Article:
Manage multiple database environments
Learn how to manage schemas for multiple database environments with Flyway
With Flyway, you can manage and track changes to your database schema, ensuring that the database evolves consistently across different environments.
When automating releases, there are often multiple environments or a chain of environments that you must deliver changes to in a particular order. Such environments might include development, staging, and production.
In this guide, we'll show you how to use Neon's branching feature to spin up a branch for each environment and how to configure Flyway to manage schema changes across those environments.
- A flyway installation. See Get started with Flyway and Neon for installation instructions.
- A Neon account and project. See Sign up.
- A database. This guide uses the ready-to-use
neondbdatabase on the
mainbranch of your Neon project. You can create your own database if you like. See Create a database for instructions.
Add a table to your database
Set up a database to work with by adding a table to your
neondb database on the
main branch of your Neon project. If you completed Get started with Flyway and Neon, you might already have this
person table created. We'll consider this your production environment database.
If you still need to create the
person table, open the Neon SQL Editor, and run the following statement:
Create databases for development and staging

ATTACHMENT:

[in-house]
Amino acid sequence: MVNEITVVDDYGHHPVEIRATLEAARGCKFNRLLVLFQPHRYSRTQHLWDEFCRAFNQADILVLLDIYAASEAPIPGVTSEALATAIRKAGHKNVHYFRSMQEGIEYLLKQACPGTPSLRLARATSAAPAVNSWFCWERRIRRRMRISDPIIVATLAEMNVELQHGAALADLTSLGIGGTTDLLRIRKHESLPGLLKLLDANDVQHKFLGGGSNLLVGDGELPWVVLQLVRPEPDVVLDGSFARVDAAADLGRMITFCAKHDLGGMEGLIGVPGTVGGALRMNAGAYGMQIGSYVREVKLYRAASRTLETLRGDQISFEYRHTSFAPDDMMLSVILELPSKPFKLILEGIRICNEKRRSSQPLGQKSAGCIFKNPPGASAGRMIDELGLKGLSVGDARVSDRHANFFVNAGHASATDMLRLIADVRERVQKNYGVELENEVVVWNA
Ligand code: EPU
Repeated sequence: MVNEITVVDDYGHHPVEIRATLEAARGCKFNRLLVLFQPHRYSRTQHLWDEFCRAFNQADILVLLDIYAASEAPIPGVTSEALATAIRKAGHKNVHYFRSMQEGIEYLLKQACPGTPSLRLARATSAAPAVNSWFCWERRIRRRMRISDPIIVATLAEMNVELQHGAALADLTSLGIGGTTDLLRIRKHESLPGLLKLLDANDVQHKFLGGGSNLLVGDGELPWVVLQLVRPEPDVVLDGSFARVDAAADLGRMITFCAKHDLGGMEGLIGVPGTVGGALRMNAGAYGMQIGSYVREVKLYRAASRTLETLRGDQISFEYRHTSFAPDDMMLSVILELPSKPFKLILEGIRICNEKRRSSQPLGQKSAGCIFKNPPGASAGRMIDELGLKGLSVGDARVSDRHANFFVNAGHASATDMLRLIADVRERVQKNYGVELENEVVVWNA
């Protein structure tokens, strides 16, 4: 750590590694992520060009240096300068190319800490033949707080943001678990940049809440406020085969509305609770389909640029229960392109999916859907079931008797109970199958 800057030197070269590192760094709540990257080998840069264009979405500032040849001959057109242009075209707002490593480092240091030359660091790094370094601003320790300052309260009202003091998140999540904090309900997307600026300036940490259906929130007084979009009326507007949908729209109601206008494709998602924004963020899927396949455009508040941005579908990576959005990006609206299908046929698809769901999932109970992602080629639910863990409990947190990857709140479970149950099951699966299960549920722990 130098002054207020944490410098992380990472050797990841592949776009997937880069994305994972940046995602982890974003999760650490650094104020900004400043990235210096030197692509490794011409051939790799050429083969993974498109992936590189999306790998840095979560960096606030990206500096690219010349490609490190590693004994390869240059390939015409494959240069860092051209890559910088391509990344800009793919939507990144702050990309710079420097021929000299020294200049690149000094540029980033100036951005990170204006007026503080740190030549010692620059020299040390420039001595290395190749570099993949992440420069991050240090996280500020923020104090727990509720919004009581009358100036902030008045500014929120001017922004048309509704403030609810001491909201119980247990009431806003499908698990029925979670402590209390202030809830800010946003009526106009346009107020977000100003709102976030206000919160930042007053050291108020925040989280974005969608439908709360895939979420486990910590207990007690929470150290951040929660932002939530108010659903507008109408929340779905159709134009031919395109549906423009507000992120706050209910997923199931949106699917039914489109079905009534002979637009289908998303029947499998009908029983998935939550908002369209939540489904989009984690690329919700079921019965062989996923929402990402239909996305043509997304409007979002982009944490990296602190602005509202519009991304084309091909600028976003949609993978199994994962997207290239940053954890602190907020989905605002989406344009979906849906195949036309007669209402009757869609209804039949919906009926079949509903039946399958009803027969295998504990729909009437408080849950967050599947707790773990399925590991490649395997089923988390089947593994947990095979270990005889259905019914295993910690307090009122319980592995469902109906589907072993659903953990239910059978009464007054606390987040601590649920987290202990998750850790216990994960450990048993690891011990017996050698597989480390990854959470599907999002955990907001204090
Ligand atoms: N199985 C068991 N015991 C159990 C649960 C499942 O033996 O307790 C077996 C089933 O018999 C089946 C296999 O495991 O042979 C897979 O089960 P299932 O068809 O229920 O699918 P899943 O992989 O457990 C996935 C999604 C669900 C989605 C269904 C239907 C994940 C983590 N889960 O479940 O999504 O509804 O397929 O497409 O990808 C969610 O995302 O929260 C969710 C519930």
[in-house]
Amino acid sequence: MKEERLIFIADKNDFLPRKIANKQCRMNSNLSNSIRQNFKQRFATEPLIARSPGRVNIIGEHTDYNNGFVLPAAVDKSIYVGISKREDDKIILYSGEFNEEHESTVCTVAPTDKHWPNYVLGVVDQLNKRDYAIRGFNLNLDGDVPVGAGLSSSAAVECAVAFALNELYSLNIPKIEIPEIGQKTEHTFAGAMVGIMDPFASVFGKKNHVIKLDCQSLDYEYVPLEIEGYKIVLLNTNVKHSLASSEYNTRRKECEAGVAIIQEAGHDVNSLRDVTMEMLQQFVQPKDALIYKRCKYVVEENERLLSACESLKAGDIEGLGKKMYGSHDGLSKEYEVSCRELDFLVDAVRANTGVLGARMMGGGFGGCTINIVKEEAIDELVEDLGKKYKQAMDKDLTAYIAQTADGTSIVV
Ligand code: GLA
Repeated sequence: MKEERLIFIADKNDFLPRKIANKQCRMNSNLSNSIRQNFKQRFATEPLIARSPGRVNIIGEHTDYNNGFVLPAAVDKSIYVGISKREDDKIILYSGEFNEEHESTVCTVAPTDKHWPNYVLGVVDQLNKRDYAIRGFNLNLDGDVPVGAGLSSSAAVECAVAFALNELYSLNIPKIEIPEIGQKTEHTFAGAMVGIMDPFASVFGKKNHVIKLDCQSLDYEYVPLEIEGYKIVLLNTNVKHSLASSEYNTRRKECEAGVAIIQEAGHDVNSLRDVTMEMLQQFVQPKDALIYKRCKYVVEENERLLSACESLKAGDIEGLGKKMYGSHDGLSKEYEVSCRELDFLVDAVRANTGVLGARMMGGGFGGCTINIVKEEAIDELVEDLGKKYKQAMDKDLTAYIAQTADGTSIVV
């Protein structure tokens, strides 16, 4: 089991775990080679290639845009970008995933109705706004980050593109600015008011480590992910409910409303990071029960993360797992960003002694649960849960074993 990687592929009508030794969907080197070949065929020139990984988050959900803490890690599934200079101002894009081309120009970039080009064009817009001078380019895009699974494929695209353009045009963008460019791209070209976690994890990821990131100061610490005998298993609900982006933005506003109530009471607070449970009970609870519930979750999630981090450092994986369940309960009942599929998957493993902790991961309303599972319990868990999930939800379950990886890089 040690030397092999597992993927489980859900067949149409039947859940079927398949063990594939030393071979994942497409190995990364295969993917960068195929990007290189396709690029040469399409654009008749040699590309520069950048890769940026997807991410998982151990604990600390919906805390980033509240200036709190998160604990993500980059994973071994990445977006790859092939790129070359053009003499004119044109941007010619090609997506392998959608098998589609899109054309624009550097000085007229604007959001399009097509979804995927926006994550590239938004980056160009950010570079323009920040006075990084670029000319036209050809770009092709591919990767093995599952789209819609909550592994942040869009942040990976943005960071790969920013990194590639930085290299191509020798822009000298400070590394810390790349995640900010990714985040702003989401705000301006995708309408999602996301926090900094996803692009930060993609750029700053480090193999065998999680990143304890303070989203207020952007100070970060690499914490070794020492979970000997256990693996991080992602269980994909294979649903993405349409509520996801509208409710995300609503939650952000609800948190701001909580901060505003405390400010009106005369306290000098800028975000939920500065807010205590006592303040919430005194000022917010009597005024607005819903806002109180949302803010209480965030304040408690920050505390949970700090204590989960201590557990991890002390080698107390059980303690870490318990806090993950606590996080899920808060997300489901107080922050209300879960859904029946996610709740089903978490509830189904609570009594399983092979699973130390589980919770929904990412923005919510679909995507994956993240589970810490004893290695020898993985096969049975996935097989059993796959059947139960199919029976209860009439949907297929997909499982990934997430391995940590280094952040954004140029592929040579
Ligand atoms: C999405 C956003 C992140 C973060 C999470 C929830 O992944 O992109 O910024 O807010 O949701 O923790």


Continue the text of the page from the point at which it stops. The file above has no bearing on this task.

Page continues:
Using Neon's branching feature, create your development and staging databases. When you create a branch in Neon, you are creating a copy-on-write clone of the parent branch that incudes all databases and roles that exist on the parent, and each branch is an isolated Postgres instance with its own compute resources.
Perform these steps twice, once for your development branch and once for your staging branch.
When you are finished, you should have a development branch and a staging branch.
Retrieve your Neon database connection strings
From the Neon Dashboard, retrieve the connection string for each branch (
staging) from the Connection Details widget. Use the Branch drop-down menu to select each branch before copying the connection string.
Your connection strings should look something like the ones shown below. Note that the hostname differs for each (the part starting with
ep- and ending with
aws.neon.tech). That's because each branch is hosted on its own compute instance.
Configure flyway to connect each environment
To enable Flyway to connect to multiple environments, we'll create a configuration file for each environment and add the environment-specific connection details. When running Flyway, you'll specify the configuration file to be used.
By default, Flyway loads its configuration from the default
conf/flyway.conf file. This is true even if you specify another configuration file when running Flyway. You can take advantage of this behavior by defining non-environment specific configuration settings in the default
conf/flyway.conf file, and placing your environment-specific settings in separate configuration files, as we'll do here.